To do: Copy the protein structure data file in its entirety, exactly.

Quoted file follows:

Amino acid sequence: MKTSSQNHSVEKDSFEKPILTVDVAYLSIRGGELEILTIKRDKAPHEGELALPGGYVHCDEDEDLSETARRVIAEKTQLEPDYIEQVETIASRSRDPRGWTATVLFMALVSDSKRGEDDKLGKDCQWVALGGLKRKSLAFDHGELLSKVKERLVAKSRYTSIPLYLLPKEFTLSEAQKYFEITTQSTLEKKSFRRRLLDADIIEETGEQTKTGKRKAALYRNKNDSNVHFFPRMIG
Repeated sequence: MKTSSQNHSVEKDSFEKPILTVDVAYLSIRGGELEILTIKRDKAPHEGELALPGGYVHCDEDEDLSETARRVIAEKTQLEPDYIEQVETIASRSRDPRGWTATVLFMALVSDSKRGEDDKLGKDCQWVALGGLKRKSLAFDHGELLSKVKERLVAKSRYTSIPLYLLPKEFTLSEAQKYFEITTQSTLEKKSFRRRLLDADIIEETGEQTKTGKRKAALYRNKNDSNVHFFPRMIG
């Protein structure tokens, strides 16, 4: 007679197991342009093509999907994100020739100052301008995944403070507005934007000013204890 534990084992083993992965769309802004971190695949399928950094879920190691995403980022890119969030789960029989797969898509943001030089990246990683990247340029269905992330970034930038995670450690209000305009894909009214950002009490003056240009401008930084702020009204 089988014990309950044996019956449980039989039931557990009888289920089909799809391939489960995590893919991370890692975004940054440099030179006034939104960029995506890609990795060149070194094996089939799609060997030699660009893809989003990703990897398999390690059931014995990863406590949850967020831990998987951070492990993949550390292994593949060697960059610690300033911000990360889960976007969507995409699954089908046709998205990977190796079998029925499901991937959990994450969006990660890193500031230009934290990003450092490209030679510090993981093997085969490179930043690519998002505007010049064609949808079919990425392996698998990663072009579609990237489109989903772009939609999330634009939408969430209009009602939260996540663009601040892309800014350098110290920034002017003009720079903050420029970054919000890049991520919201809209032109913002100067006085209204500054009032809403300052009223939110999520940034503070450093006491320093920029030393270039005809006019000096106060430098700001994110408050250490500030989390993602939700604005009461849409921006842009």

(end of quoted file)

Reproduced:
Amino acid sequence: MKTSSQNHSVEKDSFEKPILTVDVAYLSIRGGELEILTIKRDKAPHEGELALPGGYVHCDEDEDLSETARRVIAEKTQLEPDYIEQVETIASRSRDPRGWTATVLFMALVSDSKRGEDDKLGKDCQWVALGGLKRKSLAFDHGELLSKVKERLVAKSRYTSIPLYLLPKEFTLSEAQKYFEITTQSTLEKKSFRRRLLDADIIEETGEQTKTGKRKAALYRNKNDSNVHFFPRMIG
Repeated sequence: MKTSSQNHSVEKDSFEKPILTVDVAYLSIRGGELEILTIKRDKAPHEGELALPGGYVHCDEDEDLSETARRVIAEKTQLEPDYIEQVETIASRSRDPRGWTATVLFMALVSDSKRGEDDKLGKDCQWVALGGLKRKSLAFDHGELLSKVKERLVAKSRYTSIPLYLLPKEFTLSEAQKYFEITTQSTLEKKSFRRRLLDADIIEETGEQTKTGKRKAALYRNKNDSNVHFFPRMIG
């Protein structure tokens, strides 16, 4: 007679197991342009093509999907994100020739100052301008995944403070507005934007000013204890 534990084992083993992965769309802004971190695949399928950094879920190691995403980022890119969030789960029989797969898509943001030089990246990683990247340029269905992330970034930038995670450690209000305009894909009214950002009490003056240009401008930084702020009204 089988014990309950044996019956449980039989039931557990009888289920089909799809391939489960995590893919991370890692975004940054440099030179006034939104960029995506890609990795060149070194094996089939799609060997030699660009893809989003990703990897398999390690059931014995990863406590949850967020831990998987951070492990993949550390292994593949060697960059610690300033911000990360889960976007969507995409699954089908046709998205990977190796079998029925499901991937959990994450969006990660890193500031230009934290990003450092490209030679510090993981093997085969490179930043690519998002505007010049064609949808079919990425392996698998990663072009579609990237489109989903772009939609999330634009939408969430209009009602939260996540663009601040892309800014350098110290920034002017003009720079903050420029970054919000890049991520919201809209032109913002100067006085209204500054009032809403300052009223939110999520940034503070450093006491320093920029030393270039005809006019000096106060430098700001994110408050250490500030989390993602939700604005009461849409921006842009």